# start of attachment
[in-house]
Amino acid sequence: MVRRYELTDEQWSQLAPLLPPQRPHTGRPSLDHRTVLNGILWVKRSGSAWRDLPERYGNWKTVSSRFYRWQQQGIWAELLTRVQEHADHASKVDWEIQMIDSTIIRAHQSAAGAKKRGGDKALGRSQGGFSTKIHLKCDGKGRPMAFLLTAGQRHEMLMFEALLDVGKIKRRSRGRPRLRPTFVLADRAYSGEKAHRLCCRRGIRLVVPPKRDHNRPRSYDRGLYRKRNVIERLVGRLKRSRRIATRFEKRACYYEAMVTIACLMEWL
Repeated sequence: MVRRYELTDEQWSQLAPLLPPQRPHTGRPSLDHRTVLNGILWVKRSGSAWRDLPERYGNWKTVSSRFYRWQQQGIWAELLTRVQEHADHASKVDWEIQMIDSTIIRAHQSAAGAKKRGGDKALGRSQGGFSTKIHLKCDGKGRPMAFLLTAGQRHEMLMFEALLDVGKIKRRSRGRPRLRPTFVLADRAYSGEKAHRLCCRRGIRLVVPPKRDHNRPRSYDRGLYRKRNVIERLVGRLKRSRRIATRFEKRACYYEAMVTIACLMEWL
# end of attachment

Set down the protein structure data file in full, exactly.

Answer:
[in-house]
Amino acid sequence: MVRRYELTDEQWSQLAPLLPPQRPHTGRPSLDHRTVLNGILWVKRSGSAWRDLPERYGNWKTVSSRFYRWQQQGIWAELLTRVQEHADHASKVDWEIQMIDSTIIRAHQSAAGAKKRGGDKALGRSQGGFSTKIHLKCDGKGRPMAFLLTAGQRHEMLMFEALLDVGKIKRRSRGRPRLRPTFVLADRAYSGEKAHRLCCRRGIRLVVPPKRDHNRPRSYDRGLYRKRNVIERLVGRLKRSRRIATRFEKRACYYEAMVTIACLMEWL
Repeated sequence: MVRRYELTDEQWSQLAPLLPPQRPHTGRPSLDHRTVLNGILWVKRSGSAWRDLPERYGNWKTVSSRFYRWQQQGIWAELLTRVQEHADHASKVDWEIQMIDSTIIRAHQSAAGAKKRGGDKALGRSQGGFSTKIHLKCDGKGRPMAFLLTAGQRHEMLMFEALLDVGKIKRRSRGRPRLRPTFVLADRAYSGEKAHRLCCRRGIRLVVPPKRDHNRPRSYDRGLYRKRNVIERLVGRLKRSRRIATRFEKRACYYEAMVTIACLMEWL